4. Did Ryan’s Wife Get Inadequate Miscarriage Care Due to Texas’ Extreme Abortion Ban and its Harsh Penalties for Doctors?

There is no legal reason for a doctor not to remove a dead fetus from a mother’s uterus in Texas, so why did one provider who treated Ryan’s wife refuse to prescribe her more misoprostol? Why did doctors likely underdose her and seem reluctant to offer her a D&C?

Dr. Kumar believes the Texas abortion ban “has colored the fear about stepping over the line.”

“The repercussions if you are charged (with providing an abortion) are huge: a $100,000 fine and 99 years in prison,” he said. “It’s also just created fear to even deal with miscarriage—like helping women complete miscarriages.”

“What’s happened in the post-Dobbs landscape in Texas, when we’ve got intrusive interference from the government and politicians into people’s lives, is there’s a huge amount of stigma and uncertainty on what we can and can’t do,” he added.

Dr. Levison agreed that the climate of fear almost certainly contributed to the poor care Hamilton’s wife received.

“I think some doctors fear that they’re going to be accused of having induced a miscarriage of a living baby, which doesn’t make sense because they had an ultrasound already documenting that there was no heartbeat. But I think the two have gotten somewhat mixed up in the interpretation,” she added.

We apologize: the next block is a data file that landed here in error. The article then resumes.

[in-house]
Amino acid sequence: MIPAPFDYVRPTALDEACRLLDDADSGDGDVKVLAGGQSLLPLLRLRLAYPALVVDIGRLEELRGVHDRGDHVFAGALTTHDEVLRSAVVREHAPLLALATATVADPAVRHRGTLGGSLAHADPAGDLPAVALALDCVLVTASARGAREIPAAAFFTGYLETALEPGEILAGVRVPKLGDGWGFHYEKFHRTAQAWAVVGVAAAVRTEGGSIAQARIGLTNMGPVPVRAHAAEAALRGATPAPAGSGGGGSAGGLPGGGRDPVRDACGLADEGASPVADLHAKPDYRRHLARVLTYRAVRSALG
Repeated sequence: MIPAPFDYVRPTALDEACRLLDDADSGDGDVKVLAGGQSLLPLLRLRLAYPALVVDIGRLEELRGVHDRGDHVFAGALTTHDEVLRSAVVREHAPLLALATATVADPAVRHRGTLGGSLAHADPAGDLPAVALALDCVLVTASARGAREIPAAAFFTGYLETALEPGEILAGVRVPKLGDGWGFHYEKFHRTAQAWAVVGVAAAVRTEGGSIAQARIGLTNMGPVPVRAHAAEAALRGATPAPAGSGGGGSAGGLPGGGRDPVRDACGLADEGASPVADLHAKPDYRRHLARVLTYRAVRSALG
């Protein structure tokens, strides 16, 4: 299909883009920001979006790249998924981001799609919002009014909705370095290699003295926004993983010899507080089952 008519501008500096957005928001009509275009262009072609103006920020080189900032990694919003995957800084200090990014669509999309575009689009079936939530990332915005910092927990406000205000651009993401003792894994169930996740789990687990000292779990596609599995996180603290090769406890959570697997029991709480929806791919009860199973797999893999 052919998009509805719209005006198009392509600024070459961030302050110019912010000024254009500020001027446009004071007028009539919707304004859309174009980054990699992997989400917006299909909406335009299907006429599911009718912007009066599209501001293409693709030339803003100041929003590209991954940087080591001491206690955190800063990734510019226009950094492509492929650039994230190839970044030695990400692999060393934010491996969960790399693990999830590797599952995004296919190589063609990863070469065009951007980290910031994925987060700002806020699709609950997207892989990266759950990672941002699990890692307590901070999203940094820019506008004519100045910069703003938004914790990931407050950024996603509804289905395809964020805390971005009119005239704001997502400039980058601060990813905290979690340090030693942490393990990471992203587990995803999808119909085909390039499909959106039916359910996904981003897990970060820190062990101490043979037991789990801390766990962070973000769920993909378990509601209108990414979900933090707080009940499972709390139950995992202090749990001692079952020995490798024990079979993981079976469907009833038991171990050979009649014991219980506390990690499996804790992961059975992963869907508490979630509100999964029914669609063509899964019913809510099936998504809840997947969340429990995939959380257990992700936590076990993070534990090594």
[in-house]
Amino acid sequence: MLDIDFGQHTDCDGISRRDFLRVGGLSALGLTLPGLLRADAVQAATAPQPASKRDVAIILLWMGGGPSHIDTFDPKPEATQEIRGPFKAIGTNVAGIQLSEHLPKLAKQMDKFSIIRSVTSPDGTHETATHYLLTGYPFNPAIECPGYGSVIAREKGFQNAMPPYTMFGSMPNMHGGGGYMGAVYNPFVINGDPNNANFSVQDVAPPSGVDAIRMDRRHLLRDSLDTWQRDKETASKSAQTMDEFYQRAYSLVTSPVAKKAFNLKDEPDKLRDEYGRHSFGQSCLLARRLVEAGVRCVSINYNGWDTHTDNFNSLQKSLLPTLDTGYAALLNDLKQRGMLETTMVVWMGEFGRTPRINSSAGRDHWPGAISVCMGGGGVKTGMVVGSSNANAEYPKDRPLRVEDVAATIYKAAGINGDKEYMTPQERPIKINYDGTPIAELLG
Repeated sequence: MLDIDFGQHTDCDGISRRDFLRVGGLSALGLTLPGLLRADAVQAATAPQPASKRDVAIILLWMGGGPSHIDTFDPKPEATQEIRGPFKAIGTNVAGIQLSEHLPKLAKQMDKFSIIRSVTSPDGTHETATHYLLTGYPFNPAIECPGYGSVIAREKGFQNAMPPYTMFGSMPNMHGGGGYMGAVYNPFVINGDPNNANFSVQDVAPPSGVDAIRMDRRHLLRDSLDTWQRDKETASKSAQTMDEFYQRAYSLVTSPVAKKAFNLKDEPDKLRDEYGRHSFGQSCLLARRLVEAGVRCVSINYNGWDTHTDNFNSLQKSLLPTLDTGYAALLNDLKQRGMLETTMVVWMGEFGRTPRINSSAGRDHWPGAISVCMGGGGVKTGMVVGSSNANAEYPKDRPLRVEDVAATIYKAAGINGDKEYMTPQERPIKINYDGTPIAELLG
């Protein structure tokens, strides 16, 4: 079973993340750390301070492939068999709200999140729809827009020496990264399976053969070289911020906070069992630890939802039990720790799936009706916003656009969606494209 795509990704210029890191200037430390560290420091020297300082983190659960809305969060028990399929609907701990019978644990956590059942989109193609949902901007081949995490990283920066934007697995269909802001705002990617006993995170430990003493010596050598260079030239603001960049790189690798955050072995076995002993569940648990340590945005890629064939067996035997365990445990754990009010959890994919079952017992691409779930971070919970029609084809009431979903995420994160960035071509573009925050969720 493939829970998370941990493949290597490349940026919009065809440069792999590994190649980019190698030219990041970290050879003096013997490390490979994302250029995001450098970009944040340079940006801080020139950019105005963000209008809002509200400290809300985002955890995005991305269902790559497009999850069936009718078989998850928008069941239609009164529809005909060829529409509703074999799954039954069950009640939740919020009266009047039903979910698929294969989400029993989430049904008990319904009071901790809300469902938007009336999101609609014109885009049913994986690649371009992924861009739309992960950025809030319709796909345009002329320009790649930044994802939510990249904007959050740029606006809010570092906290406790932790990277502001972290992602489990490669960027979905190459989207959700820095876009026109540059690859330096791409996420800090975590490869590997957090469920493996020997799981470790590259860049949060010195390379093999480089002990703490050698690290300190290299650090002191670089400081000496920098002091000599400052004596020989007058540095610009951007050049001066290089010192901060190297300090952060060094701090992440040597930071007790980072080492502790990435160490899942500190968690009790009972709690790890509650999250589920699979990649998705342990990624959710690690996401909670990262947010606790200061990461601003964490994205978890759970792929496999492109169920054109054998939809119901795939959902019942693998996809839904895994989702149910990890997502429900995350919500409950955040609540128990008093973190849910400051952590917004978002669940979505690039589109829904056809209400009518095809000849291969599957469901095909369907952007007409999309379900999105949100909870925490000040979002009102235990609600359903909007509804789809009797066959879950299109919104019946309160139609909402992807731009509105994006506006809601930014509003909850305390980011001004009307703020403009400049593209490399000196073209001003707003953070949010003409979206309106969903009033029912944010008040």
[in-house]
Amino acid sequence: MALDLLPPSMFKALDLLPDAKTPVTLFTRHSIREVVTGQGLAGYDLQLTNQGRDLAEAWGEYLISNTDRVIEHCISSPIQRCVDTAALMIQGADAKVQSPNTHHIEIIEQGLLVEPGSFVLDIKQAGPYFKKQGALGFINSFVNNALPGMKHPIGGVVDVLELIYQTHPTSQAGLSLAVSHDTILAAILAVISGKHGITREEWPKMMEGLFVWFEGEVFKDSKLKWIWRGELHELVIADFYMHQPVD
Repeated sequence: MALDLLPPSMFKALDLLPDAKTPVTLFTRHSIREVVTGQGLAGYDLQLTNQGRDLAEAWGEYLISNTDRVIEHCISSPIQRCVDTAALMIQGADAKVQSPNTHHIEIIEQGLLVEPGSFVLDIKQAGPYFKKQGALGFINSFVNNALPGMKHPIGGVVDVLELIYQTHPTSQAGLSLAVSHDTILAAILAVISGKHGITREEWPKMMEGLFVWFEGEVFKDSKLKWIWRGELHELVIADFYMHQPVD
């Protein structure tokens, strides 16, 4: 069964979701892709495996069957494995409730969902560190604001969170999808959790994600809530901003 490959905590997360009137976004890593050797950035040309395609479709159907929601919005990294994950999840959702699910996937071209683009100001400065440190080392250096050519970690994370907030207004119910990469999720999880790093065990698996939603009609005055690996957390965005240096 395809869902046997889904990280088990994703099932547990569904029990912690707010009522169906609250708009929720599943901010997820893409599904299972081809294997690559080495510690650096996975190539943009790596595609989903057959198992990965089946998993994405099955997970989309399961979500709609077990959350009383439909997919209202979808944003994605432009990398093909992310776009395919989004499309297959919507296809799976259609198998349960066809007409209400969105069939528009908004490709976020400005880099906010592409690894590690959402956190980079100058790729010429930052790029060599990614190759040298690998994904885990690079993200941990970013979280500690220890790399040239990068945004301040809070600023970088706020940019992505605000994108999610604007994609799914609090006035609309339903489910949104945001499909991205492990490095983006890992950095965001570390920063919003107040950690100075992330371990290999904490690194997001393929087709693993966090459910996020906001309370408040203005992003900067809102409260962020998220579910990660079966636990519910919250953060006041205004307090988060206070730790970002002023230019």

“The change in the laws has really made for a lack of clarity.”

The risk of a 99-year prison sentence hanging over your head, if somebody’s going to disagree with you, you’re going to think twice.

Dr. Levison

Dr. Levison retired from practice after Roe v. Wade was overturned because she didn’t believe she could practice medicine any longer in a way that was consistent with her ethical obligations as a physician.

She points out that there are huge pressures on Texas doctors struggling to provide reproductive care in Texas.

“The risk of a 99-year prison sentence hanging over your head, if somebody’s going to disagree with you, you’re going to think twice,” she said.

“I mean, where else in medicine, when you make a decision, are you thinking about 99 years in prison? I can’t think about any. That’s a real exception to medical care.”

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Bonnie Fuller is the former CEO and editor-in-chief of HollywoodLife.com, and former editor-in-chief of Glamour, Cosmopolitan, Marie Claire and US Weekly. She is now writing about reproductive freedom and politics. She is the author of the Substack "Your Body, Your Choice."